Indiana Has Two Statutes Of Limitations For Promissory Notes
Indiana No-Nos: Confessions Of Judgment And Cognovit Notes

Properly Filed Lis Pendens Notices Do Not Slander Title

Lesson. The filing of a lis pendens notice to protect one’s unrecorded interest in real estate will not give rise to liability for slander of title provided there was a basis for filing the notice.

Case cite. RCM v. 2007 East Meadows, 118 N.E.3d 756 (Ind. Ct. 2019)

Legal issue. Whether a lis pendens notice, filed by the buyer during litigation about a real estate purchase agreement, constituted slander of title.

Vital facts. The dispute in RCM involved a purchase agreement for a $9MM apartment complex located in Indianapolis. Lawsuits in both Texas and Indiana were filed relating to an alleged breach of the agreement, alleged fraud and an earnest money claim. The buyer filed lis pendens notices in Indiana for the pending Texas and Indiana lawsuits. Following the dismissal of the Texas case, and while the seller was negotiating with a third party for the sale of the property, the seller in the Indiana action asserted a slander of title claim against the buyer for not releasing the lis pendens notice.

Procedural history. After a bench trial, the seller prevailed on the underlying claims associated with the purchase agreement and the earnest money, but the trial court found in favor of the buyer on seller’s slander of title claim. Seller appealed.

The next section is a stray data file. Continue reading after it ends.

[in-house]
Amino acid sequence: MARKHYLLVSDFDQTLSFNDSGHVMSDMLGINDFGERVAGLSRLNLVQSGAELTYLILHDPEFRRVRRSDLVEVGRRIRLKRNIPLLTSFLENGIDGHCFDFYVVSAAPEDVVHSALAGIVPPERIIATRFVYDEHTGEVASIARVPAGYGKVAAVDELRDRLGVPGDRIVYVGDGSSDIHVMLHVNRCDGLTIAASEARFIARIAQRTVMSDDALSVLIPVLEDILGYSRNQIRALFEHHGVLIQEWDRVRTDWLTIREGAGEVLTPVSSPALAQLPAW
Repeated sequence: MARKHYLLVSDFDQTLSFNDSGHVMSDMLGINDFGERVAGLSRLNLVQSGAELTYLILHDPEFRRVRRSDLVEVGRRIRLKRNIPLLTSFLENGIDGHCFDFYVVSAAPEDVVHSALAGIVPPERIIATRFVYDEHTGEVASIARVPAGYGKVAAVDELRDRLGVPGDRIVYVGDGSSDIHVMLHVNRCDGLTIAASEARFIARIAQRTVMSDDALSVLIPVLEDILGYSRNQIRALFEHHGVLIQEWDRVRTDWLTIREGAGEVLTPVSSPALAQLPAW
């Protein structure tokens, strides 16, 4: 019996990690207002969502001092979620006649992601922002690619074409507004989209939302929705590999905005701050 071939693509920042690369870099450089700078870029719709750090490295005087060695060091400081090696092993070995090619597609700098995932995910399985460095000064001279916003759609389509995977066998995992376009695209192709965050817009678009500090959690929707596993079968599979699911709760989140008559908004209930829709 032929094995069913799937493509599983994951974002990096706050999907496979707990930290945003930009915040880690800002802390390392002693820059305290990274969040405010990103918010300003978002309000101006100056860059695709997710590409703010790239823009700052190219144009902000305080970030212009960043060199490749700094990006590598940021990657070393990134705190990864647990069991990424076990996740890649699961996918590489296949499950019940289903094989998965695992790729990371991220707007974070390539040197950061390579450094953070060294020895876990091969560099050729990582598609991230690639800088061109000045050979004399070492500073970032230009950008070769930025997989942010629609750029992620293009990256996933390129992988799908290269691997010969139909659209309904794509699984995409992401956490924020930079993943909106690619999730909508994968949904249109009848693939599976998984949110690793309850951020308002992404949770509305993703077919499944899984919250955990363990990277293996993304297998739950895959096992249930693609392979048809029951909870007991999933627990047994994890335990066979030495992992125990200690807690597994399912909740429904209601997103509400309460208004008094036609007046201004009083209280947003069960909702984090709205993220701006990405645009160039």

Key rules. Ind. Code 32-30-11-3 spells out the requirements for a lis pendens notice in Indiana.

Parties with a claim to title of real estate under a contract for the real estate’s purchase “ha[ve] the kind of interest that requires filing a lis pendens notice under the statute to protect third parties.”

Indiana law is settled that “statements made in a properly-filed lis pendens notice are absolutely privileged … and defendants who file such a notice may not be held liable for slander of title.”

Holding. The Indiana Court of Appeals affirmed the trial court.

Policy/rationale. Seller contended that buyer slandered seller’s title to the real estate by filing a lis pendens notice when buyer knew it would not be able to perform under the purchase agreement. (Seller also claimed that buyer had waived the privilege defense, but the Court rejected the claim on procedural grounds.)

Lis pendens notices “provide machinery whereby a person with an in rem claim to property which is not otherwise recorded [like a purchase agreement] may put his claim upon the public records, so that third persons dealing with the [seller] … will have constructive notice of it.”

The Court reasoned that, since both parties had filed lawsuits regarding their interests in the real estate subject to the purchase agreement, buyer was actually “required” by law to file a lis pendens notice. It follows that the buyer’s notice was proper and therefore absolutely privileged.

Related postsYour Source For Indiana Lis Pendens Law
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